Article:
Big data is a frequent topic of conversation among C-suite executives but many have difficulty pointing to specific benefits much less ROI derived from the technology.

Old school dashboards can be challenging to interpret, as they’re not tied to business outcomes and don’t clearly showcase potential actions. CIOs and other business leaders need data presentation techniques that meet modern expectations for usable and understandable dashboards, not just numbers that still need interpretation. This means AI-driven capabilities are crucial, with dashboards that can answer important questions, including:

  • What's been happening?
  • Is this likely to be a trend?
  • What's causing it?
  • Is there some action to be taken to change this?
  • And once we've taken that action, did it make a difference?

Making the right connections

Business executives want to look at data from their own domains, with those at the top looking for overall enterprise performance. IT is often tasked with gathering and corralling the data and connecting the analytical services that enable those views, and the dashboards that result can help line of business (LOB) executives glean actionable insights.

When AI is added to the process, dashboards can demonstrate cause and effect relationships, improve projections, and even automate some decision-making processes. But justifying the IT investment to create these tools depends on linking outcomes to the insights and actions taken. It's up to the CIO to identify the links between IT spend and business ROI for that spend. CIOs need their own dashboards that deliver operational insights.

CIO dashboards are usually last to receive the attention they need

The CIO is charged with managing the totality of the enterprise’ data, and understanding how different connections are or should be made can be monumental. Often that leaves little bandwidth for development of IT-specific analytical tools that could help the CIO fulfill their own objectives, and dashboards for CIOs are usually the last to receive the attention they need to make them truly useful.

But the resources available to IT leaders extend beyond the business data important to LOB leaders. This includes facts that can be useful in analyzing the performance of IT assets and planning future initiatives.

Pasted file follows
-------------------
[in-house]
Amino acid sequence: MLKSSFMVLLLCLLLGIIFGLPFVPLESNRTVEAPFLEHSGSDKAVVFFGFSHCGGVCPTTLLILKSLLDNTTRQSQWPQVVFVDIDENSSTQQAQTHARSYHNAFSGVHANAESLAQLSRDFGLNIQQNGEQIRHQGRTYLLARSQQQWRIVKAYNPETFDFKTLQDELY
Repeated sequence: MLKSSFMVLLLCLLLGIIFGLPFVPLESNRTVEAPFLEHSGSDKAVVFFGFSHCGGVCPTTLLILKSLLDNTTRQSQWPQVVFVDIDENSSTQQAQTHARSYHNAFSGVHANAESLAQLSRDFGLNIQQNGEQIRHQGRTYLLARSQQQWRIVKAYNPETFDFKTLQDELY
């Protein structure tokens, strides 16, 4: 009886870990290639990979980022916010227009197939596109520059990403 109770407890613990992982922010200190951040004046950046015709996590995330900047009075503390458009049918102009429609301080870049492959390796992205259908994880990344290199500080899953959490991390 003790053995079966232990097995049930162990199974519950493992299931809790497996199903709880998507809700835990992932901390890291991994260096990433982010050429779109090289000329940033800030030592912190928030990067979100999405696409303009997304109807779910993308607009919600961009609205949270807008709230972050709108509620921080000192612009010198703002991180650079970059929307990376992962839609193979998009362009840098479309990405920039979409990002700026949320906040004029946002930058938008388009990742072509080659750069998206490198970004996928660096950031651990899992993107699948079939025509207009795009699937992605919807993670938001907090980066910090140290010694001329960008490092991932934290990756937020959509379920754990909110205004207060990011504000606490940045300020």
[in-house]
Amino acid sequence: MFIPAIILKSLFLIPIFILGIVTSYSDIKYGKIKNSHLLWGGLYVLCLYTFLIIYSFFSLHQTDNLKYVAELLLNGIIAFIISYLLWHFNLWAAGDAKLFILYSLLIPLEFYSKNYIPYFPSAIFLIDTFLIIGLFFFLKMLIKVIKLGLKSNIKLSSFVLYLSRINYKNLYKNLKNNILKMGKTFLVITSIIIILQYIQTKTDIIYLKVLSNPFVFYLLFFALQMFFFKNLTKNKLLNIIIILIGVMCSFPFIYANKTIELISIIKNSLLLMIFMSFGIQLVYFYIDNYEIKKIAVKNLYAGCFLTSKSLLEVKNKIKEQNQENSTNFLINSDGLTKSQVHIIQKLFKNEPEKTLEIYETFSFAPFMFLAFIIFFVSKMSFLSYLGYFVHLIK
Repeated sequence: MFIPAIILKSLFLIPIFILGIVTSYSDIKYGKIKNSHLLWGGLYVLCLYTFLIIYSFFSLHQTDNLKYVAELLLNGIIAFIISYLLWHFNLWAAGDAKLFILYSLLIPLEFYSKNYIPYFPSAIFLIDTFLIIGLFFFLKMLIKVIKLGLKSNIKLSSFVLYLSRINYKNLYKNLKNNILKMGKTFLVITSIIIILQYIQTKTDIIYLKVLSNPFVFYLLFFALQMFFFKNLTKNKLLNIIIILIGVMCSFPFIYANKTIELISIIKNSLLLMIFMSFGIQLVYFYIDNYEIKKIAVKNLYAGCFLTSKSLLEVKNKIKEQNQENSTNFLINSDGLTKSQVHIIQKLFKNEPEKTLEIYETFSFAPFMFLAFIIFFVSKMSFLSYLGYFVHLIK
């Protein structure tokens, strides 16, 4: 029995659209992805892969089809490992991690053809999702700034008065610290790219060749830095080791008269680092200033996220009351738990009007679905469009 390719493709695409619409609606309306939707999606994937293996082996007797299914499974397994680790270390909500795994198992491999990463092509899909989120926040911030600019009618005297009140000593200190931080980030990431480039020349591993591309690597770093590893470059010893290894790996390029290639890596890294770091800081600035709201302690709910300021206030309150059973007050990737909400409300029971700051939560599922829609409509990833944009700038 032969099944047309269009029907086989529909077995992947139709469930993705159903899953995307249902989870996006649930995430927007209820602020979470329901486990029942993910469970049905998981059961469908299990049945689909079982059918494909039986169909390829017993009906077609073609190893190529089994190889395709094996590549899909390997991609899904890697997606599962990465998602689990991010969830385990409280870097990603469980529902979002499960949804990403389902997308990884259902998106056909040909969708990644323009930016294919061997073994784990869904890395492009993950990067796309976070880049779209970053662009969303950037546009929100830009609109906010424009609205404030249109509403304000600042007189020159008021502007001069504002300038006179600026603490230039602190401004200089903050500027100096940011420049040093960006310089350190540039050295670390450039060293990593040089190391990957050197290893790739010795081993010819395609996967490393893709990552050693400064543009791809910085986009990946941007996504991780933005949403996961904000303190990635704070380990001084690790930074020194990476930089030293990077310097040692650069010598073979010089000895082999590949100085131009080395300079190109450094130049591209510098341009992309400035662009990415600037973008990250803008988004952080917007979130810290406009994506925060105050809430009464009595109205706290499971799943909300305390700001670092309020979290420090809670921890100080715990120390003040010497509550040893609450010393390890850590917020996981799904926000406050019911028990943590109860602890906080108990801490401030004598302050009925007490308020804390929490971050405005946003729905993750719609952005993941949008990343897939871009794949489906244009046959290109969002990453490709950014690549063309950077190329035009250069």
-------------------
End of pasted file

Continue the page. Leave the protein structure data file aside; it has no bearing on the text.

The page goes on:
While there is plenty of data across multiple domains, the issue is about identifying which data sets are the right ones.

IT leaders often don’t have the granular cost data specific to IT needed to make decisions and help the business pull levers. This data is critical to understanding IT spend, and rolling that into business value that is understood by the business. IT leaders who are able to demonstrate direct correlations between the systems they are responsible for and business initiatives can make solid cases about prioritization of resources and have more control over how budgets are allocated.

Finding the right data combination

Business process data, including financial and transactions, are analyzed most often for business purposes while many other datasets are frequently left untouched. They include clickstream data, IoT data, and possibly more important for IT—application and server log data. These types of data can prove rich sources for intelligent analytics and deep insights because they are derived from computing activities.

When combined with business transactions and enhanced by analytics, CIOs can use this data to deliver insights based on where computing resources are being used and in what business activities. But unless something draws attention to issues, they are likely to be missed. That’s where alerts come in.

AI can help surface issues by delivering three kinds of alerts. Each can be helpful in particular instances and deliver insights based on conditions. The CIO's opportunity is to connect these alerts to data sets and conditions that bridge the IT and business operations and demonstrate how changes are linked to IT efforts.

  • Absolute value alerts are triggered when predefined values are crossed. These are common and easily implemented when the target values have been identified. AI can be used to discover which values should be monitored for change, then those alerts fed back to other AI processes.
  • Relative value alerts are typically based on time series valuations such as when transaction levels are different from previous levels by a predefined percentage. AI can be looped into this process to manage the percentage that triggers an alert.
  • Neural network alerts use advanced AI techniques that attempt to mirror human brain processes and can provide insights based on both absolute and relative value triggers. In addition to simple alerts based on triggers, AI can deliver a confidence value that indicates a level of certainty that the CIO can use in their own analytical processes.

AI can bolster CIO efforts to deliver insights and predictions that let them adjust organization resources to accommodate business processes and concentrate their efforts on the highest value projects.

CIOs have advantages in that they can use detailed process data to augment and enhance business data. Their challenge is to determine which data can best serve the company’s needs and then to find ways to make use of those assets to drive business processes. Managing data overload with AI-driven analysis helps everyone understand how IT spending affects business efforts.

Using the right data in the right combinations, delivered in clear and actionable ways, can give IT executives an edge that helps them accelerate their enterprise business.

 

Scott Koegler has more than 20 years experience as a technology journalist and has written for publications including Network Computing, Forbes, Internet Evolution, and many others. He also practiced IT as a CIO for 15 years.